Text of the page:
Osteonecrosis of the jaw (ONJ) is a rare treatment related side effect that was
firstly described in 2002 through a case report in metastatic bone cancer patient treated
with bisphosphonates (BPs) therapy. ONJ is defined as an eight weeks or longer clinical
finding of exposed bone in the oral cavity without response to appropriate therapy. The
diagnosis is mainly clinical but often requires a radiological confirmation with an orthopantomography.
So it must be made by a dental specialist with sufficient experience on
ONJ and requires a detailed anamnestic exploration of comorbidities and treatments history.
In particular, ONJ affects a wide number of oncologic patients treated with BPs for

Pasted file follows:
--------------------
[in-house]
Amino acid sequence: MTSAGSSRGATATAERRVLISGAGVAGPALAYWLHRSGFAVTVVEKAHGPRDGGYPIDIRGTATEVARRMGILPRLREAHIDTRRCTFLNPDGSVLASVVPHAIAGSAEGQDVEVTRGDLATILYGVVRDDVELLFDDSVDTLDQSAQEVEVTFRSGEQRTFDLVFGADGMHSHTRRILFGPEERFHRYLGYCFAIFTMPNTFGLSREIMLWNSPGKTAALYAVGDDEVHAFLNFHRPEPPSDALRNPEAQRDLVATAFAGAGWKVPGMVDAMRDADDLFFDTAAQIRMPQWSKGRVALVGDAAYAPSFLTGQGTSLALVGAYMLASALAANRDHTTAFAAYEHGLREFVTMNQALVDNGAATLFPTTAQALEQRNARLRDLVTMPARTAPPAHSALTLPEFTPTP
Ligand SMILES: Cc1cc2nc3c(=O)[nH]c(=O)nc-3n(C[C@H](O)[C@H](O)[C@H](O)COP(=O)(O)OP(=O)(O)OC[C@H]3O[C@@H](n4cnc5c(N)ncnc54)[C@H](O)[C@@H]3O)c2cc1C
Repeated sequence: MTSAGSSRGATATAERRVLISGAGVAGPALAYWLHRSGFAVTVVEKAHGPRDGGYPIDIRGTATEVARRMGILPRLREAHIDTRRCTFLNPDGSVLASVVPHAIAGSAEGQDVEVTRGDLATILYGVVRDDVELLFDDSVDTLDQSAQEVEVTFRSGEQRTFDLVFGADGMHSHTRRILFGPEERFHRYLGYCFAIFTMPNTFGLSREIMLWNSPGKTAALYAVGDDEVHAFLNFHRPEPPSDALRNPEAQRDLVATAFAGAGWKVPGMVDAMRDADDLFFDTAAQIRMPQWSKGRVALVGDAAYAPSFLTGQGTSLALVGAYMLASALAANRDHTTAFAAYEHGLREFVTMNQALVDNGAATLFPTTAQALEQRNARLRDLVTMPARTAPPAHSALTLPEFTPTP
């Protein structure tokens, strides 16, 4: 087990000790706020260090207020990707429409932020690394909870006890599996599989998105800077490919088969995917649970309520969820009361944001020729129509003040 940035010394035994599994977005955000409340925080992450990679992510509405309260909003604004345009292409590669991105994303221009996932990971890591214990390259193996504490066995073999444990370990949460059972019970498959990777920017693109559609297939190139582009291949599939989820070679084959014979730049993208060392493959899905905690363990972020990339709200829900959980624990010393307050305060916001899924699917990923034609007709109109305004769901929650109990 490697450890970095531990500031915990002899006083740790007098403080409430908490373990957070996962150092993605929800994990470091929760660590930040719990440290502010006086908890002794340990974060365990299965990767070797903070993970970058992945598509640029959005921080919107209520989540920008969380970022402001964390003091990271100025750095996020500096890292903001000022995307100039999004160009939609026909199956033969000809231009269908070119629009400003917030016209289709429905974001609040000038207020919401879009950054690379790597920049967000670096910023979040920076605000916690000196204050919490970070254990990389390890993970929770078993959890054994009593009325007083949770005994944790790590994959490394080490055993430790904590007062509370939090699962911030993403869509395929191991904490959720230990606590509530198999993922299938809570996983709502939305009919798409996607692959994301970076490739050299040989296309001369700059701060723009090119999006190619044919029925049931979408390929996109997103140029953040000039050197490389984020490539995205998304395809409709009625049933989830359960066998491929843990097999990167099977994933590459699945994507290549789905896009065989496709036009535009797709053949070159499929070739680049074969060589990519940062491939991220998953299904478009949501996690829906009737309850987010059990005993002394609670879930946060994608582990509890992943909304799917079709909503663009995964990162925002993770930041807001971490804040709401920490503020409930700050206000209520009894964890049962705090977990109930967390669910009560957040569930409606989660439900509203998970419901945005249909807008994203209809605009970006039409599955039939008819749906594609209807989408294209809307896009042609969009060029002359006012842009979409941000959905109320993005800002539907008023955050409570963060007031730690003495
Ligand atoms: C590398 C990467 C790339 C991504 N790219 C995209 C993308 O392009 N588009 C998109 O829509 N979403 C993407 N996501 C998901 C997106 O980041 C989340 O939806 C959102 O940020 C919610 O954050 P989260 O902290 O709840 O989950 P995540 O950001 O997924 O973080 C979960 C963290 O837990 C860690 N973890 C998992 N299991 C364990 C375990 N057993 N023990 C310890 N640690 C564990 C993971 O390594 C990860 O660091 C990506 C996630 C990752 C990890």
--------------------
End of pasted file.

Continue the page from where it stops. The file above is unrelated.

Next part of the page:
bone metastatic cancers and, more recently, with anti-angiogenic drugs. The aim of this
this paper is to describe diagnosis and classification of this rare but serious side effect and
its pathophysiology. In particular, we provide a detailed description of clinical evidences
upon the relationship between anti-angiogenic drugs and ONJ. Considering the evolving
of cancer epidemiology with a greater number of cancer surviving patients, this side effect
always deserves more attention. We conclude that ONJ must be always carefully investigated
and prevented with a multidisciplinary approach involving oncologist, radiation oncologist
and skilled dental practitioner when a cancer patient must begin a BP or an antiangiogenic
Keywords: Osteonecrosis of the jaw, bisphosphonates, angiogenesis, anti-angiogenic drug, anti-VEGF, pathogenesis.
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